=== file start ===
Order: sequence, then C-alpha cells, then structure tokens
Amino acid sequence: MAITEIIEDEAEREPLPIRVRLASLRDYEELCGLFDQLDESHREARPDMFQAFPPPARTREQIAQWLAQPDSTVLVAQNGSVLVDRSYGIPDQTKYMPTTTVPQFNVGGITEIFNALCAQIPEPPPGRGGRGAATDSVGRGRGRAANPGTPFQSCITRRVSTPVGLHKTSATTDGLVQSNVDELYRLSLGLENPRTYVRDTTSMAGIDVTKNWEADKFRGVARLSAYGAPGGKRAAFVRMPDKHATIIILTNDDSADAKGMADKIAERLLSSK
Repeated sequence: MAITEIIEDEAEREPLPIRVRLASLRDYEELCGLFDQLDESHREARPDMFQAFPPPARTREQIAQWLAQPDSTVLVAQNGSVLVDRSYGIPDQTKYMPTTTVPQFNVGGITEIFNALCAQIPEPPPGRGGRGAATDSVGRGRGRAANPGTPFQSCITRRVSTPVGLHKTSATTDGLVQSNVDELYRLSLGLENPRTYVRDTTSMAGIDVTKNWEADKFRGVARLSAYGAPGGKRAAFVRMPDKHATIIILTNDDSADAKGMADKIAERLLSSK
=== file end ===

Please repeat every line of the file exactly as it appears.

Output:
Order: sequence, then C-alpha cells, then structure tokens
Amino acid sequence: MAITEIIEDEAEREPLPIRVRLASLRDYEELCGLFDQLDESHREARPDMFQAFPPPARTREQIAQWLAQPDSTVLVAQNGSVLVDRSYGIPDQTKYMPTTTVPQFNVGGITEIFNALCAQIPEPPPGRGGRGAATDSVGRGRGRAANPGTPFQSCITRRVSTPVGLHKTSATTDGLVQSNVDELYRLSLGLENPRTYVRDTTSMAGIDVTKNWEADKFRGVARLSAYGAPGGKRAAFVRMPDKHATIIILTNDDSADAKGMADKIAERLLSSK
Repeated sequence: MAITEIIEDEAEREPLPIRVRLASLRDYEELCGLFDQLDESHREARPDMFQAFPPPARTREQIAQWLAQPDSTVLVAQNGSVLVDRSYGIPDQTKYMPTTTVPQFNVGGITEIFNALCAQIPEPPPGRGGRGAATDSVGRGRGRAANPGTPFQSCITRRVSTPVGLHKTSATTDGLVQSNVDELYRLSLGLENPRTYVRDTTSMAGIDVTKNWEADKFRGVARLSAYGAPGGKRAAFVRMPDKHATIIILTNDDSADAKGMADKIAERLLSSK